It feels heretical, but I can agree that obscurity can provide some security. The problem comes when people count on secrecy as their only or primary security.

Jim: “Oh, we don’t have to encrypt passwords. Sniffing is hard!” Bob: “Hey, thank you for those credit card numbers!” Jim: “What?” Bob: “Ha ha, my friend Joe got a job at your ISP about a year ago, and started looking for goodies.”

Vendor: “Nobody will ever bother looking in the MySQL DB for the passwords.” Cracker: “0WNED! Thank you, and let’s see how many of your users use the same passwords for their electronic banking!” Vendor: “But nobody else has access to the server!” Cracker: “But I found a hole in your PHP bulletin board. Game over, man!”

GeniousDood: “I just invented a perfect encryption algorithm! Nobody will ever break it!” Skeptic: “How do you know?” GeniousDood: “I checked. It’s unbeatable.” Skeptic: “Thanks, but I’ll stick with something at least one disinterested person has confidence in – preferably Schneier.”

IT Droid: “Check out our new office webcam! It’s at ” Paranoid: “What’s the password?” IT Droid: “Password? No-one’s ever going to find it.” Paranoid: “Google did.”

I can accept that obscurity makes cracking attempts more difficult. This additional difficulty in breaking into a system might be enough to discourage attackers. Remember – you don’t have to outrun the bear, just your slowest friend!

Also, if you have a short period before the fix is available, during which there is a gaping hole in your defenses, obviously it’s going to be easier for people to exploit if they have full details, so it’s hard to see how full disclosure could ever look like a good thing to a commercial vendor.

On the other hand, open source projects are more likely to benefit from full disclosure, as it substantially widens the pool of people who can provide a patch, and open source communities attract people who want to deal with security problems themselves (certainly many more Linux & FreeBSD admins want to patch Sendmail or BIND, than Windows users want to patch IE or their DLLs). Security companies are like this too – they want enough info to protect their customers. Restricted access information is fine, as long as the security companies are on the list – such access becomes another asset for the security vendor.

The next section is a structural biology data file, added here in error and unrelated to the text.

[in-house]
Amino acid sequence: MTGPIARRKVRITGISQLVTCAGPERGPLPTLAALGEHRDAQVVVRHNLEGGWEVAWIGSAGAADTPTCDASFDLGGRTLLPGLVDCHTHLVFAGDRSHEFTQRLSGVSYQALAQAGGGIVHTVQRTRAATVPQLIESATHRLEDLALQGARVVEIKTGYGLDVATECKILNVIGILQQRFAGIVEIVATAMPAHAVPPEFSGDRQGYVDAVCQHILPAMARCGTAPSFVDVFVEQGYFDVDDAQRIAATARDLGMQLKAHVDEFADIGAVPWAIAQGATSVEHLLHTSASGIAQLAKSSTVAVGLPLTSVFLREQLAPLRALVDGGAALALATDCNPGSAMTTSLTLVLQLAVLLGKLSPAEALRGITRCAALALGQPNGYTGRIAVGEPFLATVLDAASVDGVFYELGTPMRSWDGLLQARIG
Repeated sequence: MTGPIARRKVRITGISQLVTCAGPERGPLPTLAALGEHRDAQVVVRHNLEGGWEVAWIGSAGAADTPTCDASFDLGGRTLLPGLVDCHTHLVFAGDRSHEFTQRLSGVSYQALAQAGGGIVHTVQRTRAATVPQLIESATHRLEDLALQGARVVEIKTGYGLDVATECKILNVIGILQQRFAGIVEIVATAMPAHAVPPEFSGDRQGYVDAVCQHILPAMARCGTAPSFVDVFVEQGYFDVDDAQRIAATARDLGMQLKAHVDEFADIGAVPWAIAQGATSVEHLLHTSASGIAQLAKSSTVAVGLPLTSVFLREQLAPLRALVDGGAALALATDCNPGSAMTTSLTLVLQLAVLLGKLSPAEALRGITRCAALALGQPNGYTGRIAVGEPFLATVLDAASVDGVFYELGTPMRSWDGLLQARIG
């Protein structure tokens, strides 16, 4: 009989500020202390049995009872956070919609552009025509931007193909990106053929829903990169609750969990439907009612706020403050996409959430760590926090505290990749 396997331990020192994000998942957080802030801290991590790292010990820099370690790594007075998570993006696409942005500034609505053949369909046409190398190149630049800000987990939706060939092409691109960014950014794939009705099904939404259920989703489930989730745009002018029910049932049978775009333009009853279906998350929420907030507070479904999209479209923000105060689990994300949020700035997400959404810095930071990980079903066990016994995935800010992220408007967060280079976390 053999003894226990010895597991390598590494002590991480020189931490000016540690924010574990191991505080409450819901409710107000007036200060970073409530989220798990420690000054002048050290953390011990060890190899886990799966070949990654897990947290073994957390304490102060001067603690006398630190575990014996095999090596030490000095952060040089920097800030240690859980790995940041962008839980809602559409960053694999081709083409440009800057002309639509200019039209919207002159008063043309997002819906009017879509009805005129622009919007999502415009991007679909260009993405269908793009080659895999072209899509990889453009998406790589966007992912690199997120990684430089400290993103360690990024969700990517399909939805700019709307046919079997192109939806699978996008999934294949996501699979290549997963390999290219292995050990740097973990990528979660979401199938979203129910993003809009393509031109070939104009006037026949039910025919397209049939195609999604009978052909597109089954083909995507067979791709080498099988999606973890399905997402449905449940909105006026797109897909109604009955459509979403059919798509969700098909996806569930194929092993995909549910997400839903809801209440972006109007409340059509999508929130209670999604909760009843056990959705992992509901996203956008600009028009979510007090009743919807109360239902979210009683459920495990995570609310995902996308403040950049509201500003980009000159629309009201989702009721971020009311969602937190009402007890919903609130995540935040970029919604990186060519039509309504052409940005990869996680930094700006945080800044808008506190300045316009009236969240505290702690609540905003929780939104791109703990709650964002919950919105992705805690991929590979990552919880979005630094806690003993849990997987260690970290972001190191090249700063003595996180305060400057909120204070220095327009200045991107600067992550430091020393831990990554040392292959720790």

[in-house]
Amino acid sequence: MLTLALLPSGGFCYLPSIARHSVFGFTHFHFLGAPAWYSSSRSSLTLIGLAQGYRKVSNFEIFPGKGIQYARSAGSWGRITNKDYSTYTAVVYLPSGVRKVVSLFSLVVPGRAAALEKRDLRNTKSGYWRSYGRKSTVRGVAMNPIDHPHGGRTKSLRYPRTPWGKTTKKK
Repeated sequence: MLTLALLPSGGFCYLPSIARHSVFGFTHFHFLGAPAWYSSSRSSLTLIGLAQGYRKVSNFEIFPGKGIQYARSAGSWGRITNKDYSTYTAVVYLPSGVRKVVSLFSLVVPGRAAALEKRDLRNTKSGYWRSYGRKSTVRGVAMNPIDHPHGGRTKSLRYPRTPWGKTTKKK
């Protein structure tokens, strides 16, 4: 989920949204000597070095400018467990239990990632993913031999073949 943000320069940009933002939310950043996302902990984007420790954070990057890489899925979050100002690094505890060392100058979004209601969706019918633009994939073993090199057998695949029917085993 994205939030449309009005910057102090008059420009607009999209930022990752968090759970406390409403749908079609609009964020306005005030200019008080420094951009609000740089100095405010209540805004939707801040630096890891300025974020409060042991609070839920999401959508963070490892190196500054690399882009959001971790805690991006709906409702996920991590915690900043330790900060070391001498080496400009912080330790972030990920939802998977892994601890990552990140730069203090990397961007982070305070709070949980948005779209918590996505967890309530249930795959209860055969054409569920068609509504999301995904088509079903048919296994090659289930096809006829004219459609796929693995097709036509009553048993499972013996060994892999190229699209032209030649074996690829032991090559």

But back to obscurity: it can be used as one component in a layered defense, or it can be used as the only defense. One is useful, the other is dumb.

Alternatively, obscurity can be used as a temporary barrier: “It will take them a few days to figure out how to break IE, so we’ll get a chance to distribute the patch before they can start attacking our users.” This is a very different proposition than “permanent obscurity” as (hopefully part of) a defense.

The problem, of course, is that not everybody gets the patch immediately. Some people don’t because they don’t know about it, others because they have important systems which they can’t change – perhaps because the risk of breakage is unacceptable, or the “fix” is unacceptable. This may last a few days, or forever.

Some people don’t have the bandwidth (full dot upgrades for Mac OS, and Service Packs for Windows, are large downloads), and may or may not get the upgrades another way. Some just don’t want to be bothered, and believe they’re invulnerable. Others cannot afford the upgrades.

So those people may have no defense aside from obscurity, and they are vulnerable; on the Windows side, they tend to get hacked. Obscurity is just not a good long-term defense, since most secrets leak eventually, and patches can be reverse-engineered to find the hole.

This leads into the issue of vendors who don’t patch in a timely manner, but I have to leave something for Rich to rant about…